Speech Problems and Psychological Damage From Cleft Lips and Cleft Palates
Cleft lips and cleft palates are among the most common of birth defects and if left untreated can lead to serious speech problems as well as psychological damage that can result both from those speech and communication problems as well as from the ostracism that a child with a facial deformity must endure.
However, while the consequences of cleft lips and palates can be severe and long-lasting, these can be averted by medical intervention, especially if it is done as early as possible. This paper explores the various options for surgical and medical management of cleft lips and palates and the ways in which these interventions can help children with these particular birth defects.
We should begin this discussion of treatment of cleft lips and palates by establishing what exactly is meant in medical terms by these two terms.…… [Read More]
Thus, the deficit must be due to an "inefficient mapping of acoustic information into phonetic features at a central (postcochlear) conversion stage. Accordingly, these findings provide new routes by which researchers should examine and practitioners should diagnose and treat SLI (Ziegler, et.al., 2005).
We live in a day and age of rapid technological development. In the area of cognition, our knowledge of how brain works and how language functions and is processed has seen rapid advancement in just the past three decades. Given the information that we have uncovered here, there is hope for a more rapid diagnosis and a more effective treatment of students with SLI's. With more understanding of the role of input and noise, perhaps, our teachers whom area affected greatly by his or her students' performance, would understand how to properly handle such students and provide a classroom environmentally set up so as to…… [Read More]
The 'pull out' model of teaching students with speech issues can be useful because it lets the SLP focus on every child's specific needs and challenges in an individualized fashion. But ultimately all learning takes place in context. Integrating the SLP into the curriculum allows the SLP to have new opportunities to reinforce different concepts for the child in a real-world situation. The SLP has greater opportunities to work with content where speech exercises are not the focus; with group settings; and with speaking aloud to a crowd in a formal setting. By using exercises where speech is not the primary focus of the child, but the SLP is still there to provide encouragement and support in the areas of the child's difficulty, great progress can be made in the child's general education and way of relating to others.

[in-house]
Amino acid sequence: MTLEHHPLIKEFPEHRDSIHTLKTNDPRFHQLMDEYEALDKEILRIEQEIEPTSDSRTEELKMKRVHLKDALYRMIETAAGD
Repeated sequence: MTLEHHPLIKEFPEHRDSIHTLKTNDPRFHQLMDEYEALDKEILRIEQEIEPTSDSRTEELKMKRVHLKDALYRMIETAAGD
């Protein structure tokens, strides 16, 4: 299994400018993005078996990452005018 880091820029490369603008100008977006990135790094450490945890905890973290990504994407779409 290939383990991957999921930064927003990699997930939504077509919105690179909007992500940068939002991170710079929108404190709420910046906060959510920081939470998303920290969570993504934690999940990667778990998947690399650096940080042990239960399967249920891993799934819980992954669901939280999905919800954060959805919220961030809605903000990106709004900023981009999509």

The SLP must never assume the role of a teacher, but…… [Read More]
For instance a patient suffering from hypotonia may receive physical therapy to assist them in gain more control over bodily movements. Likewise an individual with Sotos syndrome that has been diagnosed with ADD may be treated with behavioral counseling and medications. Behavioral therapies may also be needed to combat aggressiveness, develop social skills, combat tantrums and some personality disorders that may be present. The mental retardation that can occur as a result of Sotos may be treated with learning therapies and through special education. Also language delay may be treated with speech therapy.
Individuals that develop tumors and cancer as a result of the disorder may be treated with surgery, radiation or chemotherapy. Likewise those with heart defects or kidney problems may need surgery or dialysis. Medical treatments may also be necessary as it relates to any skeletal malformations that may persist into adulthood as some researchers have reported that…… [Read More]
Avoidant Personality Disorder
As per the Diagnostic and Statistical Manual of Mental Disorders, Fourth Edition (DSM-IV), a certain case of avoidant personality disorder (APD) is featured by the existent sign of social inhibition, feeling of being short of requirement, and hypersensitivity to negative valuation. (American Psychiatric Association, 1994, p.1) Even though personality disorders are not often discovered in persons below age 18, children who come within the condition of APD are recurrently portrayed as being aloof to the core, fearful in arising circumstances, and afraid of dissention and social boycott. The proportion of the signs and the inability is way behind the practice of inhibition that is prevalent in as much as 40% of the populace. Hence it is of great relevance of examining the disorder as it relates to professional counseling.
Exploration of disorder
Bearing a semblance to other personality disorders, the state of Avoidant Personality disorder turns out…… [Read More]